Sending Feathers, Making Friends
I don’t remember if my first impression was visual or tactile, but I do know I shoved aside that day’s mailbox loot to concentrate on the captivating pink baronial.
Rough in texture and squishy, the outer envelope looked like a child’s drawing — markers on stock just shy of pulpy construction paper. A tidy, white label addressed to me flew the package; the back was equally colorful with a big, yellow sunflower and a leaf that seemed to drift on a breeze.
Inside I discovered the partially deflated Bubble Wrap® liner, the explanation for the envelope’s squishiness. And — aha! — as I felt the lump of something inside, I realized it’s a clever way to mail the enclosed lapel pin without a more expensive dimensional box.
A gift from the Native American Rights Fund, this feather lapel pin has special meaning. The letter opening explains:
“The other day I was talking with my little friend, Helen, about eagle feathers. She asked me why they were so special, and I told her that in our Native American culture, when people have earned the right to wear an eagle feather they are honored for being strong and following their beliefs and making the world a better place for others.”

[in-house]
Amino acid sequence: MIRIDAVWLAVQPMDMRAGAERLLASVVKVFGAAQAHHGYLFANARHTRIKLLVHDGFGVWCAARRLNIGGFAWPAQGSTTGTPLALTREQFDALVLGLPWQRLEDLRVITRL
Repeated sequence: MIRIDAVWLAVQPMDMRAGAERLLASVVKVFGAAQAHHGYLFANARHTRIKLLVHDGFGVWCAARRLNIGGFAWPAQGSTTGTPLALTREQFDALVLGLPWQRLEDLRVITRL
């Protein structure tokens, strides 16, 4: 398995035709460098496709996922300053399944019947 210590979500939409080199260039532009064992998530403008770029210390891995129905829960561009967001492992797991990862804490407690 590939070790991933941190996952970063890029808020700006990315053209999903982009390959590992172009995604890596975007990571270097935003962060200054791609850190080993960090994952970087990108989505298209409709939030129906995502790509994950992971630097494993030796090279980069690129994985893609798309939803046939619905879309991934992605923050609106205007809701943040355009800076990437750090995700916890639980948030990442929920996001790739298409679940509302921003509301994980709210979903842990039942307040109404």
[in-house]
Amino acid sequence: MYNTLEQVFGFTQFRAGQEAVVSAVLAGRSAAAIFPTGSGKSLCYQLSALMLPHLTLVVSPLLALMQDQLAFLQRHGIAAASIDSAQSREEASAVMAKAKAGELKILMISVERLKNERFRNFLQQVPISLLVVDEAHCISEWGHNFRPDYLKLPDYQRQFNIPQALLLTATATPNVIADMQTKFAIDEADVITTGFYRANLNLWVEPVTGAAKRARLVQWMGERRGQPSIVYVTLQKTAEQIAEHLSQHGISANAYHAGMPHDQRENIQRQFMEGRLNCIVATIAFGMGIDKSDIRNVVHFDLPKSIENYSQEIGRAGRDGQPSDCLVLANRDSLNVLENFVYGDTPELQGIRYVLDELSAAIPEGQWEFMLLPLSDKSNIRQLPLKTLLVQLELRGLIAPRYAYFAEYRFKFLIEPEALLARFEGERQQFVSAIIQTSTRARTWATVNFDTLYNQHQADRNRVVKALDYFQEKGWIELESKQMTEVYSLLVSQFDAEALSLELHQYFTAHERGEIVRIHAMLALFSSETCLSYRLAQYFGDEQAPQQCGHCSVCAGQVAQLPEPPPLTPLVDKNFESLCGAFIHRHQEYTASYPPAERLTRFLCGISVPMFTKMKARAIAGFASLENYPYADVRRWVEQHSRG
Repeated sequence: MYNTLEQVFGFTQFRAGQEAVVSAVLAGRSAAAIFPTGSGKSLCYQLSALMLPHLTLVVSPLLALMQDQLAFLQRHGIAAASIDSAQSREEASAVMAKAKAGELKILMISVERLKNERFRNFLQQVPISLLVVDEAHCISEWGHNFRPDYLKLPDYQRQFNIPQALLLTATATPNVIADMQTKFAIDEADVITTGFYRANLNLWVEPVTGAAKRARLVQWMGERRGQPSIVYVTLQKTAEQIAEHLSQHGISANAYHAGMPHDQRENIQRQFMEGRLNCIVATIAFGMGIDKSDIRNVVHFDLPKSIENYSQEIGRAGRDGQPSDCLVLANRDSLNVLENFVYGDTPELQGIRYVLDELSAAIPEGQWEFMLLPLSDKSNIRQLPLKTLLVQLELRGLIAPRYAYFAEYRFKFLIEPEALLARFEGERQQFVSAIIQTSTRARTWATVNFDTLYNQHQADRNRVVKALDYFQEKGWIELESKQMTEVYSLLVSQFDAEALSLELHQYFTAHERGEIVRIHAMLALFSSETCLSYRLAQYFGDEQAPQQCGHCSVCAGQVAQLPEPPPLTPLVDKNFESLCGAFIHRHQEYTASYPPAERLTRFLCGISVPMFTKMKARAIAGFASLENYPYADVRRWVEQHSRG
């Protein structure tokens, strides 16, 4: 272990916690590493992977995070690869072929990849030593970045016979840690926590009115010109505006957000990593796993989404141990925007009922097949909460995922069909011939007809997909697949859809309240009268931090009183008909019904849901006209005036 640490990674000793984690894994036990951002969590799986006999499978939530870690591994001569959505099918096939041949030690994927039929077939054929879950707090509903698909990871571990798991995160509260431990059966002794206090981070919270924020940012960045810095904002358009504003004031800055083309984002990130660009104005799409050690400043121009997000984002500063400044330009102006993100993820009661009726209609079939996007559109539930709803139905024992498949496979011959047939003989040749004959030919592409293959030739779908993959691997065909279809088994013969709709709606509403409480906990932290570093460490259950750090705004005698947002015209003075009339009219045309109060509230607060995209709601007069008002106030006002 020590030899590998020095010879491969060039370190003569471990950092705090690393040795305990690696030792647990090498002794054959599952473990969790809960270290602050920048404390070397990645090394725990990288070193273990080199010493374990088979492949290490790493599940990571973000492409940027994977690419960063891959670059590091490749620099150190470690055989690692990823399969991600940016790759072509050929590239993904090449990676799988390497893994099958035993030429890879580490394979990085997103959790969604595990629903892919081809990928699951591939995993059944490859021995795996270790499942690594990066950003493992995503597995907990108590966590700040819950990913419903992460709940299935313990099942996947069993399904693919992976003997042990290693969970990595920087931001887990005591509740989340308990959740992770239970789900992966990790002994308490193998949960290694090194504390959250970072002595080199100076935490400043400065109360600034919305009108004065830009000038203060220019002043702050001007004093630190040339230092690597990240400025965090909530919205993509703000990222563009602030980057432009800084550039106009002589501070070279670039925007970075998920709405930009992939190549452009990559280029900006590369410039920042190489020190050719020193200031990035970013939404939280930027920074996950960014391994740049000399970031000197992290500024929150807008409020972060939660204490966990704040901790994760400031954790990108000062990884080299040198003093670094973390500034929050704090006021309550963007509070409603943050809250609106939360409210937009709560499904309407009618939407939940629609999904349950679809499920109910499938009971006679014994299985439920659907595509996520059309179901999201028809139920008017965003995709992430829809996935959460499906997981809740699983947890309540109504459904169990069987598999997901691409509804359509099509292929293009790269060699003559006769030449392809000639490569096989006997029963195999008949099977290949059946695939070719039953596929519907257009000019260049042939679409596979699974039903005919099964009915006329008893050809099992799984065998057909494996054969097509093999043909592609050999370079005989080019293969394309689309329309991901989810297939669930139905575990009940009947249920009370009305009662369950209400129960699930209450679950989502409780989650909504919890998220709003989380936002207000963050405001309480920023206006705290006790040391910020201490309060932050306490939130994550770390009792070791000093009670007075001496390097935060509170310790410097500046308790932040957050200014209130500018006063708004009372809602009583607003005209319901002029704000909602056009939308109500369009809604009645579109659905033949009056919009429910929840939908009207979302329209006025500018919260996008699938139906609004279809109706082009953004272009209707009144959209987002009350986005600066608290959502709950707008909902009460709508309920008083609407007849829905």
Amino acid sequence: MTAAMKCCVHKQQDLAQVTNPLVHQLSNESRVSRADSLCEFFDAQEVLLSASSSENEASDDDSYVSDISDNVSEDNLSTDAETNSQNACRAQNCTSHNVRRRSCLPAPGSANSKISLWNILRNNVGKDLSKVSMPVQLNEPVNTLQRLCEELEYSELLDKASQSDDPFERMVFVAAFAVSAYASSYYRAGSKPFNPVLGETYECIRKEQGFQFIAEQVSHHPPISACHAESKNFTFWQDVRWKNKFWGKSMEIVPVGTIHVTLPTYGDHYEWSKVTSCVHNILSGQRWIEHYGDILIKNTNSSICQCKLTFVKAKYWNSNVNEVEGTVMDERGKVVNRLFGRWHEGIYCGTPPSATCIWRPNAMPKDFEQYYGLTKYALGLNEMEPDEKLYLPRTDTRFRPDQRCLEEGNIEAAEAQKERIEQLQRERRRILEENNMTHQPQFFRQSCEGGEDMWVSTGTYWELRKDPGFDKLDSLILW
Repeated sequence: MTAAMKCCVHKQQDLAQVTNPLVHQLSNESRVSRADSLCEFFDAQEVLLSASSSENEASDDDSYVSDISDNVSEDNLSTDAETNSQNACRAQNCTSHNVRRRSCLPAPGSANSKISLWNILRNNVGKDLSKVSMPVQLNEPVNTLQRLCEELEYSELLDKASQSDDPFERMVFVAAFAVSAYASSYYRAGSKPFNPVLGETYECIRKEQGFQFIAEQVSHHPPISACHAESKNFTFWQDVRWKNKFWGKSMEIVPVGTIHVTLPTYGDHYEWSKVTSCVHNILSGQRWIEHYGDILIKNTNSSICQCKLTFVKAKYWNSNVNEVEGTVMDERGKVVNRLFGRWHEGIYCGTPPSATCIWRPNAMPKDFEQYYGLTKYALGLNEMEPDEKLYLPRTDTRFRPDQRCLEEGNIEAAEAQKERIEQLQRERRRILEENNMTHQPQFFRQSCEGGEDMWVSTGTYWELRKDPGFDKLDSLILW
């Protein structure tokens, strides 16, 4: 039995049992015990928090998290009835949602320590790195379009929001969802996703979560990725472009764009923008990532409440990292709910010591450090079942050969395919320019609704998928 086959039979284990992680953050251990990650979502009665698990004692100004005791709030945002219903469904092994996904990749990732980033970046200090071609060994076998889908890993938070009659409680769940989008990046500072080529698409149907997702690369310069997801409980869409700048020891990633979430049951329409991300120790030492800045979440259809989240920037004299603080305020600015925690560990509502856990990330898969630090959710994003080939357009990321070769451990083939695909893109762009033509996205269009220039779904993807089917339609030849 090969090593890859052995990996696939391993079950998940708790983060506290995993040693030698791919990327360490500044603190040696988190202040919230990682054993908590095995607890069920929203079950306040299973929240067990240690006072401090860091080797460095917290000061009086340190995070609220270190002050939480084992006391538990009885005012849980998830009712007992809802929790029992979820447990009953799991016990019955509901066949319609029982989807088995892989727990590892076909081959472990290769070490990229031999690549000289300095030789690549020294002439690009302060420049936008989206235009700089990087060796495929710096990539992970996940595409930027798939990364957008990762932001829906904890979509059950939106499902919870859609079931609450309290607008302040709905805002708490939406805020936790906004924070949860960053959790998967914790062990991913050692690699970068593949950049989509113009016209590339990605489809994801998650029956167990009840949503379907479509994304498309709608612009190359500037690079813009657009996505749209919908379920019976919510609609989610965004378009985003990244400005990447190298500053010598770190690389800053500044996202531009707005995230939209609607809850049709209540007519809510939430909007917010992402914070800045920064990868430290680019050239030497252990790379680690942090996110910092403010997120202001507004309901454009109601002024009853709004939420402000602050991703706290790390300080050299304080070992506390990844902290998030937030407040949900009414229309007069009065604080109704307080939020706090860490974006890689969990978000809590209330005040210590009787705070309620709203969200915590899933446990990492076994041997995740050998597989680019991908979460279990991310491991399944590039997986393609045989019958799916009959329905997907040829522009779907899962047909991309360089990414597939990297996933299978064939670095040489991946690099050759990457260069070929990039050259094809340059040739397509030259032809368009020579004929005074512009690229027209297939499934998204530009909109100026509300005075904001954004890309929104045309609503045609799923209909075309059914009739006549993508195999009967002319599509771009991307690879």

Hence the offer of a feather pin, with the hope that I wear it as a symbol of my partnership in the organization’s fight for justice. The premium is an important emblem, and it is both for me and about me, in addition to tangibly bonding me more closely with the organization. Very well done.
Even better than the feather pin …
My hands-down favorite component, however — and why this package has won a place in my “Keep Forever” file — is a magenta greeting-card envelope hand-addressed “For Ms. Kimberly M. Seville” in what is believably a child’s printing. Inside, I discovered a note from Helen, the little girl who asked about what eagle feathers mean.